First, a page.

The Double-A Team: Miami Vice on PSP was a bloomy slice of the future
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There's something rather special about Miami Vice on PSP, but it's only special to me. Years back, when the PSP was a force, that screen so wide and dreamy, that weight, that complicated heft, Miami Vice on PSP was the first game I ever reviewed. Rebellion! Of course the first game I ever reviewed was made by Rebellion. Perfect.
What do I remember now? Two things. Firstly when you loaded up Miami Vice you were given a choice: Crockett or Tubbs? Clearly one of the greatest choices in any video game ever. Secondly, when you played Miami Vice - this was 2006 - you were chucked into one of the very first cover shooters.
Not the first - that was Killswitch I want to say? - but definitely pre-Gears, which was also 2006, but I really think hadn't yet come out. I bumbled through Miami Vice thinking, this is interesting! Cover! Not realising that I was about to be drowned in cover for the next ten years at least, bombarded by cover in Gears, Uncharted, and everything else.
Interestingly, Miami Vice had cover you could clip to, but it didn't do much in the way of making your general movement work with cover. This is Gears' great trick, I think, the whole horizontal platformer thing where you basically slide from one piece of cover to the next. Miami Vice was a lot more clunky, but this worked if you ask me, because it made you feel - well - like Crockett or Tubbs, dashing through one firefight to the next, feeling a bit ragged and exposed.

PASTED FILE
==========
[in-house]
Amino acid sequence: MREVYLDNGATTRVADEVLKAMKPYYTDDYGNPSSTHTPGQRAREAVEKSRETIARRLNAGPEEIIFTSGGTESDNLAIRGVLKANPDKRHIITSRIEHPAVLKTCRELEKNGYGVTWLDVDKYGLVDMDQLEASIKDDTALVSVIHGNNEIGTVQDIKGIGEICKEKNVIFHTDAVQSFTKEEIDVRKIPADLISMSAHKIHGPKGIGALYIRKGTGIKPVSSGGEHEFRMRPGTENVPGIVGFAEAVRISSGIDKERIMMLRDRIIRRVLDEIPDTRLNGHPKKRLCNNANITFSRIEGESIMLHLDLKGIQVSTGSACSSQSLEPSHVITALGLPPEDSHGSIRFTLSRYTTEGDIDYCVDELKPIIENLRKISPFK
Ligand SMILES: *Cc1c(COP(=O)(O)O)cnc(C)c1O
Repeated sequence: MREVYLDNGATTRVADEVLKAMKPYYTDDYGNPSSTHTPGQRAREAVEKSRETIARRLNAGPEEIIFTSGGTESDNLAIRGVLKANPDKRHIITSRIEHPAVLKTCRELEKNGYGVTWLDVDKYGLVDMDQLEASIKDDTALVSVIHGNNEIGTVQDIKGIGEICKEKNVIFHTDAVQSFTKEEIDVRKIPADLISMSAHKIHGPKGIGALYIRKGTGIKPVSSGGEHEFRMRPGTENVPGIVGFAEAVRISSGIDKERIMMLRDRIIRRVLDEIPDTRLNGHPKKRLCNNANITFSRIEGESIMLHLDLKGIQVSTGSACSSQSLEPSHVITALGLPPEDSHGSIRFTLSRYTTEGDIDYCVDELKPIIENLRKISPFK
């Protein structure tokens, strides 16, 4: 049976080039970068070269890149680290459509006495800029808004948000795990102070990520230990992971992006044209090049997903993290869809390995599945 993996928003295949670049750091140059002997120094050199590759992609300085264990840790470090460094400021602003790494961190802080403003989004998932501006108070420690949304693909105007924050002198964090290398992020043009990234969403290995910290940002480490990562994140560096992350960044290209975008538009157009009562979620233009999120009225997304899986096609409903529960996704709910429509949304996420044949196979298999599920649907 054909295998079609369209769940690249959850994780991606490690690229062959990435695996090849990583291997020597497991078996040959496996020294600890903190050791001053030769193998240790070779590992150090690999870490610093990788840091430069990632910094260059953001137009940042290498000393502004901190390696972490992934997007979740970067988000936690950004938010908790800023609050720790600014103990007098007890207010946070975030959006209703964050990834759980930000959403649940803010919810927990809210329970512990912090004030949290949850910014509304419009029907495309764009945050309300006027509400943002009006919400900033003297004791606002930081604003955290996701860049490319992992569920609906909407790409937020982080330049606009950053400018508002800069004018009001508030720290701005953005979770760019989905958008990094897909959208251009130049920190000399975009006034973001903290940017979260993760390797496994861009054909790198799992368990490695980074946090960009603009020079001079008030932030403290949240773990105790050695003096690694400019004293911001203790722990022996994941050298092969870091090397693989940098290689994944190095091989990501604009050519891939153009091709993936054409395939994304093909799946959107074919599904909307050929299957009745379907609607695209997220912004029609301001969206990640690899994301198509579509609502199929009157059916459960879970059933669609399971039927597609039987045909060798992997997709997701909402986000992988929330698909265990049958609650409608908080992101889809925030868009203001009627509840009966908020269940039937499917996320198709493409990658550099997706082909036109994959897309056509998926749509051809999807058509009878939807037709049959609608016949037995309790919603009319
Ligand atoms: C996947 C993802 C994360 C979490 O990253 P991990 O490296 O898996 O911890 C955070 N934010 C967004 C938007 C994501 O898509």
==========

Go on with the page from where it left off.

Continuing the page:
It also had really beautiful lighting. The whole world of Miami was shot through with this golden, peachy fuzz of sky: godlike smog, lit from within, as if the sun was setting on a thousand meth labs burning. Looking at a trailer now I also see boat sections - I definitely remember something was there to break up all the cover-shooting - but I can't remember them with any precision.
What I remember was inching around tables and chairs, risking the odd headshot, feeling that here was shooting but also stealth and something that felt a bit like a newish approach to traversal. Overall, I felt like Crockett and or Tubbs! Thanks, Rebellion - I owe you one.